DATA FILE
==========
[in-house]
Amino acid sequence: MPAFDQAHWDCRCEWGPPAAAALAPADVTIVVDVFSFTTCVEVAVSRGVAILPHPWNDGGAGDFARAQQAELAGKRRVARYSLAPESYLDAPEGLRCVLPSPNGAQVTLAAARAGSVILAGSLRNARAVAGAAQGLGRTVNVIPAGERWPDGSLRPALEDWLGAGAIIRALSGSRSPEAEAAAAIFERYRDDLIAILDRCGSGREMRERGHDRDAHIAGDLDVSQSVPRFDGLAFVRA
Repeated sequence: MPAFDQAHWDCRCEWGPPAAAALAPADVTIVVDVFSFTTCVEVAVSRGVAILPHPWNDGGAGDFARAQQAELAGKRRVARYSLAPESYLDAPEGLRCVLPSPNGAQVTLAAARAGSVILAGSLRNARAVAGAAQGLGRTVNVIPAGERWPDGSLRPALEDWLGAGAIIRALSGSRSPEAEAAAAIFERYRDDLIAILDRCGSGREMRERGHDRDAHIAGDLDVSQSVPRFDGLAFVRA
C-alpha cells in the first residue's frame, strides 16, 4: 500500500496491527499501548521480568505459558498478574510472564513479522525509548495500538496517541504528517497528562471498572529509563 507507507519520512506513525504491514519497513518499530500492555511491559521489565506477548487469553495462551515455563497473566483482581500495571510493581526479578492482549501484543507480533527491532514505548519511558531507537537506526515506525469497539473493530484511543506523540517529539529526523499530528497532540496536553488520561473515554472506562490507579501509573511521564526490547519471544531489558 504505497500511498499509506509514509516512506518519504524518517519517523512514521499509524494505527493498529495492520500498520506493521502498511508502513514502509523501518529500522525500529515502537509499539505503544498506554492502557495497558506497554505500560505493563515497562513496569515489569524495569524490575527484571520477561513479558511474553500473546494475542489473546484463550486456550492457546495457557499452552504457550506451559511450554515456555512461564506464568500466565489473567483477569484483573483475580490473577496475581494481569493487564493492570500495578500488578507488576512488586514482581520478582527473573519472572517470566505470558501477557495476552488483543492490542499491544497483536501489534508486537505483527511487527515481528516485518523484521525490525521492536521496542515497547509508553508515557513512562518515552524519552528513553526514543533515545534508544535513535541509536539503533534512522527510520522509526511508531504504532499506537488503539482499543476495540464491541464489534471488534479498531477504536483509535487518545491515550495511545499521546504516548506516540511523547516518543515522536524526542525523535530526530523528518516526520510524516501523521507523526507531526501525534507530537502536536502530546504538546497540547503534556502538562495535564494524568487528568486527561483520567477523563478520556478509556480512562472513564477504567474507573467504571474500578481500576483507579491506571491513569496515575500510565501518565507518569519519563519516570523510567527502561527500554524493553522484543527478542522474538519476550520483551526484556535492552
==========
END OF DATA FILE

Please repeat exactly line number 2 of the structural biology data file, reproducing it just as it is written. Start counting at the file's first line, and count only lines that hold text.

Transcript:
Amino acid sequence: MPAFDQAHWDCRCEWGPPAAAALAPADVTIVVDVFSFTTCVEVAVSRGVAILPHPWNDGGAGDFARAQQAELAGKRRVARYSLAPESYLDAPEGLRCVLPSPNGAQVTLAAARAGSVILAGSLRNARAVAGAAQGLGRTVNVIPAGERWPDGSLRPALEDWLGAGAIIRALSGSRSPEAEAAAAIFERYRDDLIAILDRCGSGREMRERGHDRDAHIAGDLDVSQSVPRFDGLAFVRA